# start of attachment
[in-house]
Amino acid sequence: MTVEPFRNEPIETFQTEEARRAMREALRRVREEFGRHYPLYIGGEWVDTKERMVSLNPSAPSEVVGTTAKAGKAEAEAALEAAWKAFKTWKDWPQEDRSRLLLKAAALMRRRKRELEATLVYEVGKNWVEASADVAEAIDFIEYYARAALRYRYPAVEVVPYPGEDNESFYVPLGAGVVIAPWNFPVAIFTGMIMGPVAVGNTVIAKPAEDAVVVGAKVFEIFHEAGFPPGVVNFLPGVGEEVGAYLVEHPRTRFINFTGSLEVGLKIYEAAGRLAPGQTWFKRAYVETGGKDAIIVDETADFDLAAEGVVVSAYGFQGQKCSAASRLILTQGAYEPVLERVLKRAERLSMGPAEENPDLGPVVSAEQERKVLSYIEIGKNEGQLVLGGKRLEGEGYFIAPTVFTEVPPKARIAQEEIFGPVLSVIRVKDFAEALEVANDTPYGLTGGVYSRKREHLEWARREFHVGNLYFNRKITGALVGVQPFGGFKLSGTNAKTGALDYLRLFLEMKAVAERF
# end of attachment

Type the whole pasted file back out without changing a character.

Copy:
[in-house]
Amino acid sequence: MTVEPFRNEPIETFQTEEARRAMREALRRVREEFGRHYPLYIGGEWVDTKERMVSLNPSAPSEVVGTTAKAGKAEAEAALEAAWKAFKTWKDWPQEDRSRLLLKAAALMRRRKRELEATLVYEVGKNWVEASADVAEAIDFIEYYARAALRYRYPAVEVVPYPGEDNESFYVPLGAGVVIAPWNFPVAIFTGMIMGPVAVGNTVIAKPAEDAVVVGAKVFEIFHEAGFPPGVVNFLPGVGEEVGAYLVEHPRTRFINFTGSLEVGLKIYEAAGRLAPGQTWFKRAYVETGGKDAIIVDETADFDLAAEGVVVSAYGFQGQKCSAASRLILTQGAYEPVLERVLKRAERLSMGPAEENPDLGPVVSAEQERKVLSYIEIGKNEGQLVLGGKRLEGEGYFIAPTVFTEVPPKARIAQEEIFGPVLSVIRVKDFAEALEVANDTPYGLTGGVYSRKREHLEWARREFHVGNLYFNRKITGALVGVQPFGGFKLSGTNAKTGALDYLRLFLEMKAVAERF